Paul Wilson, The Hamilton Spectator
StreetBeat appears Monday, Wednesday and Friday(Mar 30, 2009)
Hugh Dobson is on the line. He has a few words for me. Ten, to be exact:
"The world has too much transportation. Two feet are enough."
Dobson worked for many years at the Canada Centre for Inland Waters. He mapped, plotted, studied water quality.
He's retired now, lives in the Burlington core. His dander's up because the grocery store near his house was squeezed out by new condos. And the other food stores are beyond his walking range.
So Dobson's now doing some formulation. He has made a list of the places we need to go in this world -- work, grocery, bank, library, medical clinic, park -- and is now trying to weight them, according to how often you need to visit each place.
His formula is still a work in progress. But he wishes we could buck this big box trend, where the only place to shop, go to a movie or educate our kids is miles away.
I tell Dobson his call is most timely. I'm just about to make a call myself, to the Montreal home of Mary Soderstrom.
She has a new book called The Walkable City and will be in Hamilton Saturday, April 4. She'll be attending a panel discussion at 2 p.m. at the Art Gallery of Hamilton, part of this year's gritLIT festival.
Soderstrom knows a thing or two about Hamilton. A few years ago she wrote Green City, and showcased 11 centres around the world. There was much surprise that Hamilton made the list.
But she pointed out that by the 1930s, Hamilton had more parks per inhabitant than any other Canadian city.
But there have been missteps since then. We've been awfully accommodating to the car and it's no wonder that in her new book Hamilton doesn't get cited as walkable.
We reach her at the two-storey row house she and her husband bought in the '70s, in the area north-east of downtown.
On this day, she has already been out for a 75-minute walk, past parks, shops, the school where her kids used to go. Yes, they walked there.
The neighbourhood is called Mile End. The area's garment factories have gone north or offshore. Now the arts have moved in. For instance, software giant Ubisoft has its flagship studio here, with 1,800 programmers, designers, artists. So there is the opportunity for these people to walk to their work. New young families are moving in.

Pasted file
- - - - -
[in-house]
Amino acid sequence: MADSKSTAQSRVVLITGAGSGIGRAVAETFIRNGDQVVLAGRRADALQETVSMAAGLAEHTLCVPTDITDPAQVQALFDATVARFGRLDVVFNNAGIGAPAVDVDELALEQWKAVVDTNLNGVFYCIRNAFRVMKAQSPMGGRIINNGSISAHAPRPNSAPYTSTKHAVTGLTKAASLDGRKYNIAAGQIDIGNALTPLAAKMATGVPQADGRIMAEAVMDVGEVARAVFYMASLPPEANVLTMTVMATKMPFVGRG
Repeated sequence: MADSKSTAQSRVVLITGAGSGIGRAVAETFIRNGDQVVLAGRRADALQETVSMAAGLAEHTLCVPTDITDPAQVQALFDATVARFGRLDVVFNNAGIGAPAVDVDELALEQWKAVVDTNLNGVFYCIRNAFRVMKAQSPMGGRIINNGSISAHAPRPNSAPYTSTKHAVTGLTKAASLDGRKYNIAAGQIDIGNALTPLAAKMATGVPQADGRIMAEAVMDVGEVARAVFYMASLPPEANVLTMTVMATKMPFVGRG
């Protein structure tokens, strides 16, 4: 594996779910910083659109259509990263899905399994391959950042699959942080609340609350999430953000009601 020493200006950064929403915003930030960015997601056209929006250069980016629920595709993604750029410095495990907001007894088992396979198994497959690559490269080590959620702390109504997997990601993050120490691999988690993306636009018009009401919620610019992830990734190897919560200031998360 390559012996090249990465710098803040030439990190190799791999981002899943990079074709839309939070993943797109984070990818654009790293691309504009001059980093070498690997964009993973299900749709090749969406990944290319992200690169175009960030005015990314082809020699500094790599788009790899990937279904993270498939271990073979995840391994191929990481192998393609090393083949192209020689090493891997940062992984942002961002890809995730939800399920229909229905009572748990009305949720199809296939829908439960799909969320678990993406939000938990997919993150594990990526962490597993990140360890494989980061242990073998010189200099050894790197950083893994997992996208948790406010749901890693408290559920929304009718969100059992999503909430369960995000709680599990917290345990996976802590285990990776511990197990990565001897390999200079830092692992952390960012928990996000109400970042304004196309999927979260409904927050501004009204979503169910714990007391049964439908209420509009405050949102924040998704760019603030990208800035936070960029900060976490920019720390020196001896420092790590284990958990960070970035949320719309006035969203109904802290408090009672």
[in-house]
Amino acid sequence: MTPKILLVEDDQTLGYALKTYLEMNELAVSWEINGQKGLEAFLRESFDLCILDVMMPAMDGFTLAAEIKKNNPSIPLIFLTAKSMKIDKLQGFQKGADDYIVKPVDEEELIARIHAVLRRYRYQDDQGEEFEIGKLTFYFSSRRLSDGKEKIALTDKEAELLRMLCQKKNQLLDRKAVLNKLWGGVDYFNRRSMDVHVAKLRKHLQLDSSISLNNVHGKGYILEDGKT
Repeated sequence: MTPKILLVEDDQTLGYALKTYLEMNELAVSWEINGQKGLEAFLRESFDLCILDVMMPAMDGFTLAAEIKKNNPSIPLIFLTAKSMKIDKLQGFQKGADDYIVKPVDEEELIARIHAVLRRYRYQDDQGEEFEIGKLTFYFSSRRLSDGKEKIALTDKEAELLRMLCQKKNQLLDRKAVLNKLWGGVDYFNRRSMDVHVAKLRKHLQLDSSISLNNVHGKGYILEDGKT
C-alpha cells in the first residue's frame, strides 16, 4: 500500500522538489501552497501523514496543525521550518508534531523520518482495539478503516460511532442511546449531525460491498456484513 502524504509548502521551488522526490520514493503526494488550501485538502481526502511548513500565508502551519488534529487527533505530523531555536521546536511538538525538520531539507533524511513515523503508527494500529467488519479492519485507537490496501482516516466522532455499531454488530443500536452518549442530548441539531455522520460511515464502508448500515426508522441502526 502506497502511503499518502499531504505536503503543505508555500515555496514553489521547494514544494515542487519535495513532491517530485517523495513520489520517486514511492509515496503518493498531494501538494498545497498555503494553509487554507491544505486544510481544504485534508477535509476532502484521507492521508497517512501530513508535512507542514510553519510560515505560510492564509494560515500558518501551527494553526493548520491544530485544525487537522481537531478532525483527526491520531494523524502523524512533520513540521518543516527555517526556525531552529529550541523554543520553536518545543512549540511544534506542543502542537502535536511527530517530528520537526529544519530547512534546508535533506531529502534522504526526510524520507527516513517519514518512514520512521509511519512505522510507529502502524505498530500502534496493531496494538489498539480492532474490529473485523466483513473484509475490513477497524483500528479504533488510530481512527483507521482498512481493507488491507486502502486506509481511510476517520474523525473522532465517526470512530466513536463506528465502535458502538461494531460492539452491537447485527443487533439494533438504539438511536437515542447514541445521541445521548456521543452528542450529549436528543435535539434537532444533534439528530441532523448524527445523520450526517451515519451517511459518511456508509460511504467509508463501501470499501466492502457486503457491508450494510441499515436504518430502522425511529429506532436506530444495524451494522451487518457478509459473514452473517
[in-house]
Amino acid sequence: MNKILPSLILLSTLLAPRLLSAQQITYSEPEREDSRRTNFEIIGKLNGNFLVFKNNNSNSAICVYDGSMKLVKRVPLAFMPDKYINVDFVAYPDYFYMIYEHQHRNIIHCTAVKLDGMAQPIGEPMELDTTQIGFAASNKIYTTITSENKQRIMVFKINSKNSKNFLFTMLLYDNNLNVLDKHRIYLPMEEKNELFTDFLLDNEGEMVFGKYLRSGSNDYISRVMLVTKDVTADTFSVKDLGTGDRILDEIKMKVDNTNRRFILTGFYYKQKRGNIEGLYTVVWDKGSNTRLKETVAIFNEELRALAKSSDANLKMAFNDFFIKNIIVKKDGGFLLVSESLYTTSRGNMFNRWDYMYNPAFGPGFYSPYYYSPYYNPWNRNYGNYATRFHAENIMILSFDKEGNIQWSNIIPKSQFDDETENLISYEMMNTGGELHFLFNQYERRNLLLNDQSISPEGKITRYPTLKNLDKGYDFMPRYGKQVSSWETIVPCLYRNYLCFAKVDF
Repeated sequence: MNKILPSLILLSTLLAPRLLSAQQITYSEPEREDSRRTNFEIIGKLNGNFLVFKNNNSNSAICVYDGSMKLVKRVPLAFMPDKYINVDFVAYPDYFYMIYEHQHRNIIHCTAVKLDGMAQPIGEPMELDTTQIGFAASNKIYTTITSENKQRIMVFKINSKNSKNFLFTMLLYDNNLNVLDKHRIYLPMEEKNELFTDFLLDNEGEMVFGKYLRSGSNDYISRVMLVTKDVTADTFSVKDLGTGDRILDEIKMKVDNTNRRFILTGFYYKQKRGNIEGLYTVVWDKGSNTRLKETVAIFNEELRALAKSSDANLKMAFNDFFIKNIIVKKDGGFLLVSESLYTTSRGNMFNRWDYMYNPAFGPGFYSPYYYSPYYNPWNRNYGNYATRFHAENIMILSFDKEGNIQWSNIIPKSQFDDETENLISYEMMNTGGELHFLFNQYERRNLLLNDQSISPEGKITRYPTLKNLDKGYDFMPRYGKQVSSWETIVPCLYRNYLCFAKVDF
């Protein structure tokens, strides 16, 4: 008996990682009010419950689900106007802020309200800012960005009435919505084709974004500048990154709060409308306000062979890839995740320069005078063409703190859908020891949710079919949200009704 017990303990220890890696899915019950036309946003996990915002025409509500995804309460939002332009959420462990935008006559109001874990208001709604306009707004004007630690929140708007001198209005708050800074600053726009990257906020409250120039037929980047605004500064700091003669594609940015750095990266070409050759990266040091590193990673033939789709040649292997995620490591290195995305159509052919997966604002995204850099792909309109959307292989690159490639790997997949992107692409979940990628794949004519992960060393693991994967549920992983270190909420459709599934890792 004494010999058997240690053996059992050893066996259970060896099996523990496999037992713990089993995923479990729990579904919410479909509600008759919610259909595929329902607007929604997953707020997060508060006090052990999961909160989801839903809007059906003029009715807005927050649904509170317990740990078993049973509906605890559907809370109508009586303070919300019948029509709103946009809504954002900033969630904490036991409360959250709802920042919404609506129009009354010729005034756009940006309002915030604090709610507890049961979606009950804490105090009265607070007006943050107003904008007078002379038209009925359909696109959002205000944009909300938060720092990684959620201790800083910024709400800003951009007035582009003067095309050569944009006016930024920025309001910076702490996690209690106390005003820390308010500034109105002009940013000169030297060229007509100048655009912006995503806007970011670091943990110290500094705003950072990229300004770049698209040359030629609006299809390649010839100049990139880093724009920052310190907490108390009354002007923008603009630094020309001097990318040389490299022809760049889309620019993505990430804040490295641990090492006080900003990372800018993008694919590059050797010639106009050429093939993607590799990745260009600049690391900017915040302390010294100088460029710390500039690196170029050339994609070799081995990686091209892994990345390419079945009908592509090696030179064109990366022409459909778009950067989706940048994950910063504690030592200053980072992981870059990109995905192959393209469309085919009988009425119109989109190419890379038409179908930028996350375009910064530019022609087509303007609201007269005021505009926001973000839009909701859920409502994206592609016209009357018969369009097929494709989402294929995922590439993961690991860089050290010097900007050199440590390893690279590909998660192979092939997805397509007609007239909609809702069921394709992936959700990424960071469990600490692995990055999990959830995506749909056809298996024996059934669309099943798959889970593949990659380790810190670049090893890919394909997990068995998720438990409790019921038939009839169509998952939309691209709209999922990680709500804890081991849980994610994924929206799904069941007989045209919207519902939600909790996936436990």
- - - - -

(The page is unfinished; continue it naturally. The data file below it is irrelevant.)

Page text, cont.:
Density matters. "I've heard that you need about 10,000 people for a walkable shopping street," Soderstrom says, a place with a small grocer, clothing store, drugstore, restaurant or two.
Density scares some people. They think it's dangerous. Quite the contrary, Soderstrom says. "You get foot traffic, eyes on the street. We've been in this house 33 years and we've never been broken into."
Her husband walks to the office, about 35 minutes. They do have a car, but only log about 4,000 kilometres a year.
"I've said that when this car dies, I don't want to buy a new one. Besides, in the next block there are three cars parked at Communauto." That's a Montreal car-share operation, where subscribers have access to cars for an hour, a day.
Soderstrom says by North American standards, Montreal is walkable. But Europe is bliss.
She takes us strolling along bustling rue Mouffetard, a Paris street that's part of an old road that led to Rome.
And that street is central to what she'll be saying when she comes to Hamilton. "The walkable city should be as viable in the 21st century as it was in the 18th century. Get out there and walk."
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